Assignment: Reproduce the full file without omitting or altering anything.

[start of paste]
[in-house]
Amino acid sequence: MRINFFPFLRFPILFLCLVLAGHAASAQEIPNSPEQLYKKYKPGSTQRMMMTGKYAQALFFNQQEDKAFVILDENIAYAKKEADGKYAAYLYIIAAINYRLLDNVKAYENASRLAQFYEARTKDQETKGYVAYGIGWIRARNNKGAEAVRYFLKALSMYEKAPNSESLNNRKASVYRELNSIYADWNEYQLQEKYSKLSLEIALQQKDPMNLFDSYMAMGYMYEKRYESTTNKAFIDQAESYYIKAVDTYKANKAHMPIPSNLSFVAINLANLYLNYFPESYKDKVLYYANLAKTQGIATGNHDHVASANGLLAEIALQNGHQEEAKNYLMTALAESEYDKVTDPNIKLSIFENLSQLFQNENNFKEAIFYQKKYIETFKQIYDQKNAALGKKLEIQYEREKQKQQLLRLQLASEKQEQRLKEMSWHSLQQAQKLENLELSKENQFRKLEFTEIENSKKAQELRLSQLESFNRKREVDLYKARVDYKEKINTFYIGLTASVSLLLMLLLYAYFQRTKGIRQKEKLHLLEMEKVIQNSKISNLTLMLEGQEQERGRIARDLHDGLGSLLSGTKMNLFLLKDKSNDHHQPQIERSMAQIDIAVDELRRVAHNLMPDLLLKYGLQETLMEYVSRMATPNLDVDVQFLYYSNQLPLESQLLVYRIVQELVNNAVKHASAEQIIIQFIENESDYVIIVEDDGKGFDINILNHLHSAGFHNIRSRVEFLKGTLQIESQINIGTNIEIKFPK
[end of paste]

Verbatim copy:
[in-house]
Amino acid sequence: MRINFFPFLRFPILFLCLVLAGHAASAQEIPNSPEQLYKKYKPGSTQRMMMTGKYAQALFFNQQEDKAFVILDENIAYAKKEADGKYAAYLYIIAAINYRLLDNVKAYENASRLAQFYEARTKDQETKGYVAYGIGWIRARNNKGAEAVRYFLKALSMYEKAPNSESLNNRKASVYRELNSIYADWNEYQLQEKYSKLSLEIALQQKDPMNLFDSYMAMGYMYEKRYESTTNKAFIDQAESYYIKAVDTYKANKAHMPIPSNLSFVAINLANLYLNYFPESYKDKVLYYANLAKTQGIATGNHDHVASANGLLAEIALQNGHQEEAKNYLMTALAESEYDKVTDPNIKLSIFENLSQLFQNENNFKEAIFYQKKYIETFKQIYDQKNAALGKKLEIQYEREKQKQQLLRLQLASEKQEQRLKEMSWHSLQQAQKLENLELSKENQFRKLEFTEIENSKKAQELRLSQLESFNRKREVDLYKARVDYKEKINTFYIGLTASVSLLLMLLLYAYFQRTKGIRQKEKLHLLEMEKVIQNSKISNLTLMLEGQEQERGRIARDLHDGLGSLLSGTKMNLFLLKDKSNDHHQPQIERSMAQIDIAVDELRRVAHNLMPDLLLKYGLQETLMEYVSRMATPNLDVDVQFLYYSNQLPLESQLLVYRIVQELVNNAVKHASAEQIIIQFIENESDYVIIVEDDGKGFDINILNHLHSAGFHNIRSRVEFLKGTLQIESQINIGTNIEIKFPK